Have you first looked at our ‘Designing for PDF Output’ documentation?
Reporting Services 2000: http://technet.microsoft.com/en-us/library/aa178934(SQL.80).aspx
Reporting Services 2005: http://technet.microsoft.com/en-us/library/ms159713.aspx
Reporting Services 2008: http://technet.microsoft.com/en-us/library/ms159713(SQL.100).aspx
What is the difference between a character and a glyph?
A glyph is a specific graphical rendering – like A, A, or A of a given character – A.
Why do I see ?’s appearing in my textboxes instead of some/all characters?
This may occur when the font you have selected for the textbox does not contain the glyphs for the character you are trying to use. When rendering reports to PDF, it is necessary for us to obtain font metric information (character widths, bounding boxes, etc) from the font for the glyphs used in the report. If our calls into the Win32 GDI library tell us a glyph does not exist in the specified font, a ? will be used instead.
An example of this happening is when a report tries to display Chinese characters in a textbox defined to use the Arial font, which does not contain these glyphs. If you switch font of the textbox to Arial Unicode MS (or another font that contains these glyphs), the ?’s will disappear and the report will render correctly assuming the specified font is available on both the client viewing the PDF and the Report Server generating the PDF.
Why do I see black boxes in my textbox instead of some/all characters?
This issue is similar to the above issue but generally occurs when the textbox font is installed on the Report Server but not on the client. It can also occur if the installed font files are different on the client than on the server with the client not containing all the glyphs used in the report. The black boxes occur when the server is able to retrieve glyph and font metric information which it writes into the PDF file but the client is unable to find those glyphs.
Why do I see ?’s or black boxes in my PDF but not when I use IE?
Some application (IE, for instance) will do glyph substitution. What this means is that the application will detect that you do not have all the information needed to display a text string and will automatically attempt to find another font on the machine that is similar enough to substitute in place of the original font.
Why doesn’t Reporting Services do glyph/font substitution?
We have talked about various glyph/font substitution strategies but knowing the correct decisions to make on the server supposes we have knowledge of the client machine that will be viewing the PDF. Ideally, we would embed the necessary parts of the font directly into the PDF (when the font specifically allows for this) so that the reports will look the same across client machines regardless of what fonts those clients have installed locally.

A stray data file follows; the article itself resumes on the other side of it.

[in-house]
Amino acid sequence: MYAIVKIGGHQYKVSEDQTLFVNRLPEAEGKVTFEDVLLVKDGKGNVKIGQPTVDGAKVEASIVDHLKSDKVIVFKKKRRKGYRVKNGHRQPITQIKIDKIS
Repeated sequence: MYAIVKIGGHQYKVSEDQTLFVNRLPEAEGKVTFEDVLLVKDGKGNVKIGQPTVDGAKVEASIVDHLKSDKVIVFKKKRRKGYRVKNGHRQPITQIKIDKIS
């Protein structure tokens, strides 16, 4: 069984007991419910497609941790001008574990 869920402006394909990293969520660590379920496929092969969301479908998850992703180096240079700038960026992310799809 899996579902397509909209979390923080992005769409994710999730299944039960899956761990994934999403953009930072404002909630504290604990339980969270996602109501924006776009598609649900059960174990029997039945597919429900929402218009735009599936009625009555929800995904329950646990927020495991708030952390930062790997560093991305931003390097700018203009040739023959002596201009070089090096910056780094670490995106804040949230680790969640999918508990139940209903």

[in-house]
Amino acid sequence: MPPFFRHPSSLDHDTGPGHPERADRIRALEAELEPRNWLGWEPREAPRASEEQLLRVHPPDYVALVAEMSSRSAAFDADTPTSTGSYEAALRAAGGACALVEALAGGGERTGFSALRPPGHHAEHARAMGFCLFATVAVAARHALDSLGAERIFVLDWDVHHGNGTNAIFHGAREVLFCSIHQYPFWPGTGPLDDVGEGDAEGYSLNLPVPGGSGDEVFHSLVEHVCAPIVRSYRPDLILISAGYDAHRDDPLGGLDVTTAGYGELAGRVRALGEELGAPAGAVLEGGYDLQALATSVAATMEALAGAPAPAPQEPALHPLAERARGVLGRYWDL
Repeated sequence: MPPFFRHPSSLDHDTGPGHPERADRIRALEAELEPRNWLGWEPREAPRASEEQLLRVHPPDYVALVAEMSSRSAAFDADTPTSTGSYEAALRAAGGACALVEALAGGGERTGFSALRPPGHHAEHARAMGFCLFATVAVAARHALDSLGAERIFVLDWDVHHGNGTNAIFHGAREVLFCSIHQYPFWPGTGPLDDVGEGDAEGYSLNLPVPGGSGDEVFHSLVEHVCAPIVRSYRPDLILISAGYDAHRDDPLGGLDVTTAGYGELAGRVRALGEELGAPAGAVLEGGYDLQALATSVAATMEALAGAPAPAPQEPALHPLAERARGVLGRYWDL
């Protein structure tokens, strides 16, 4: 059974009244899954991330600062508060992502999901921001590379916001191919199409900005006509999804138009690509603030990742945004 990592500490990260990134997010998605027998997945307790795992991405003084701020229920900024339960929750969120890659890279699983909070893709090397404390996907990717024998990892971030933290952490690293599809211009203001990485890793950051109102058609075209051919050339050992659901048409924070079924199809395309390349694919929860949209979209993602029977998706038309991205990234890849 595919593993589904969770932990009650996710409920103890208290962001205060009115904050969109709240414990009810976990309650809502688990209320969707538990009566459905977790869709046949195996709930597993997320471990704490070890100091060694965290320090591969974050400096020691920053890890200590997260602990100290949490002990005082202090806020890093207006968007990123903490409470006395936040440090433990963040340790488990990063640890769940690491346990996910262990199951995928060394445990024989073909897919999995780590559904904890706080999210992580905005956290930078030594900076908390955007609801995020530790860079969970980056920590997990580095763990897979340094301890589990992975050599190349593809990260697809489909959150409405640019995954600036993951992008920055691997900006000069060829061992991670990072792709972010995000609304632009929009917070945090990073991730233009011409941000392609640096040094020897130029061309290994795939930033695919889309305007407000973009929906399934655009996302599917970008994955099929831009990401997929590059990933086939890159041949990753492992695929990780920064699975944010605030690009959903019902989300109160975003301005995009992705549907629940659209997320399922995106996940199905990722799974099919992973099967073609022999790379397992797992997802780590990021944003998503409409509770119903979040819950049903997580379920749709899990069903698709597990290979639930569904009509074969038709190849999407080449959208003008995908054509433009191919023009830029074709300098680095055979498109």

When will Reporting Services do font embedding?
This feature is definitely high on my priority list for the PDF renderer, but it’s not a quick task to get right. We really wanted to get this into Reporting Services 2005 but weren’t able to. And sadly, it is not currently in the latest CTP of Reporting Services 2008, either.
That said, there is a lame work-around that exists today. For reports that are delivered to a file share or from within a custom application, it is possible to post-process the PDF and embed fonts with custom code. From what I’ve heard/read, the pdf toolkit does not support font embedding but PDFTron does.
I’ve installed the font on my client/server but I still see ?’s or black boxes. Why?
For the client machine, closing all instances of the PDF viewer then reopening them should fix the issue.
For the server, restarting the services should allow the PDF renderer to pick up the new font information.
Unfortunately, I have also seen times where I needed a full machine reboot to get the client/server to recognize the newly installed font.
Why are the PDFs exported from the Win/WebForms control so large?
Compression of the PDF document is not supported in Visual Studio 2005 WinForms or WebForms controls running in local mode. When these controls run in server mode, this limitation is not present and the server will compress the PDF files.
The controls that will ship with Visual Studio 2008 will not have this limitation, however they will not be able to compress as well as PDF files generated on the server. These controls will make use of the .NET System.IO.Compression classes which are not as efficient as the native compression libraries the server uses.
I’m not using the controls in local mode and my PDFs are still big. Why?
If your PDF contains charts or PNG images, those images may be translated into bitmaps before being added to the PDF file. Although this bitmap data will be recompressed, it will not be as space efficient as the original image. To avoid this translation, use JPEG images or PNG files of color type 3 (PNG color type information can be found at http://en.wikipedia.org/wiki/PNG).
Prior to Reporting Services 2005 SP1, PNG images of additional color types were allowed. Unfortunately, in order to fix a bug causing some PNGs to appear corrupted when rendered to PDF we needed to add the color type restriction. Even more unfortunate is the fact that charts are sent to the PDF renderer as non-color type 3 PNGs of high DPI. This is certainly a limitation we want to remove in the future but very unlikely it will be fixed in Reporting Services 2005.